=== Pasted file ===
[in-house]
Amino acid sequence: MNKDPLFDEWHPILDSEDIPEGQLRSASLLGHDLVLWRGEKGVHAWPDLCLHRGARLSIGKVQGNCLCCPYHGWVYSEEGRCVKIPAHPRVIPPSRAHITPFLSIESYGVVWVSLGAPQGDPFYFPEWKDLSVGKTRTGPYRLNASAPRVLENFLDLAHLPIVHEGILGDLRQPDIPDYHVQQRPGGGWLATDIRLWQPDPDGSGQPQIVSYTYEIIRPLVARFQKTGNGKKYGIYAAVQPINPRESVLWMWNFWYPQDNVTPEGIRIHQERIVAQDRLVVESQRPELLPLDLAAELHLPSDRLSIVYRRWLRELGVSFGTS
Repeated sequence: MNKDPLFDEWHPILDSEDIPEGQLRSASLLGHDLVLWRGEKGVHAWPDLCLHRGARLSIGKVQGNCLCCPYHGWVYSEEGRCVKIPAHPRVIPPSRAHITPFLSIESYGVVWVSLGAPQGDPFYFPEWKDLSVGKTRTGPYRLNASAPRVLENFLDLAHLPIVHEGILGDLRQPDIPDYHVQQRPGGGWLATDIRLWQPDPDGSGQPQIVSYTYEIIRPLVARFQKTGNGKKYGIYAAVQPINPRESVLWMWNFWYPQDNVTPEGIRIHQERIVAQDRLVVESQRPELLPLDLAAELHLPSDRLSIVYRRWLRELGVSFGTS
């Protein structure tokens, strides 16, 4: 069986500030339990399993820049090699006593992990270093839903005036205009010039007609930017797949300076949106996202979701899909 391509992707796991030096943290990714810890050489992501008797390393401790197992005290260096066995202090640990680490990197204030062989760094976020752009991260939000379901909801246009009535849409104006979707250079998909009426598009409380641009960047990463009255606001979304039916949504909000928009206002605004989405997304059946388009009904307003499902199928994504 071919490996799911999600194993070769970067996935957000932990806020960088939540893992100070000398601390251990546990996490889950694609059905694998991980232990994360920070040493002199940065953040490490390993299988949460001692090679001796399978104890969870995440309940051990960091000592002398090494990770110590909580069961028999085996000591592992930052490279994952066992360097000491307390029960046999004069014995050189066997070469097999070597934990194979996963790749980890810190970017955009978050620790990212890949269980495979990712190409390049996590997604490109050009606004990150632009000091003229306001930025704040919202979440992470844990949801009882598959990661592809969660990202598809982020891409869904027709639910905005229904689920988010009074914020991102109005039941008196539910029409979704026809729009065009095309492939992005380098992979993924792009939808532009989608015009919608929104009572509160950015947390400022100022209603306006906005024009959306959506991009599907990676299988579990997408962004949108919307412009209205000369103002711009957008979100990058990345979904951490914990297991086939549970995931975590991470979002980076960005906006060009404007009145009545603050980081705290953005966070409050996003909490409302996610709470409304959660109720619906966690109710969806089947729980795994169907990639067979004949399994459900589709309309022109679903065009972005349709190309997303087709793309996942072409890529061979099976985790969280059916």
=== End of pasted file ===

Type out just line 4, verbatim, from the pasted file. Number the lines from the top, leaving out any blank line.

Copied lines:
């Protein structure tokens, strides 16, 4: 069986500030339990399993820049090699006593992990270093839903005036205009010039007609930017797949300076949106996202979701899909 391509992707796991030096943290990714810890050489992501008797390393401790197992005290260096066995202090640990680490990197204030062989760094976020752009991260939000379901909801246009009535849409104006979707250079998909009426598009409380641009960047990463009255606001979304039916949504909000928009206002605004989405997304059946388009009904307003499902199928994504 071919490996799911999600194993070769970067996935957000932990806020960088939540893992100070000398601390251990546990996490889950694609059905694998991980232990994360920070040493002199940065953040490490390993299988949460001692090679001796399978104890969870995440309940051990960091000592002398090494990770110590909580069961028999085996000591592992930052490279994952066992360097000491307390029960046999004069014995050189066997070469097999070597934990194979996963790749980890810190970017955009978050620790990212890949269980495979990712190409390049996590997604490109050009606004990150632009000091003229306001930025704040919202979440992470844990949801009882598959990661592809969660990202598809982020891409869904027709639910905005229904689920988010009074914020991102109005039941008196539910029409979704026809729009065009095309492939992005380098992979993924792009939808532009989608015009919608929104009572509160950015947390400022100022209603306006906005024009959306959506991009599907990676299988579990997408962004949108919307412009209205000369103002711009957008979100990058990345979904951490914990297991086939549970995931975590991470979002980076960005906006060009404007009145009545603050980081705290953005966070409050996003909490409302996610709470409304959660109720619906966690109710969806089947729980795994169907990639067979004949399994459900589709309309022109679903065009972005349709190309997303087709793309996942072409890529061979099976985790969280059916």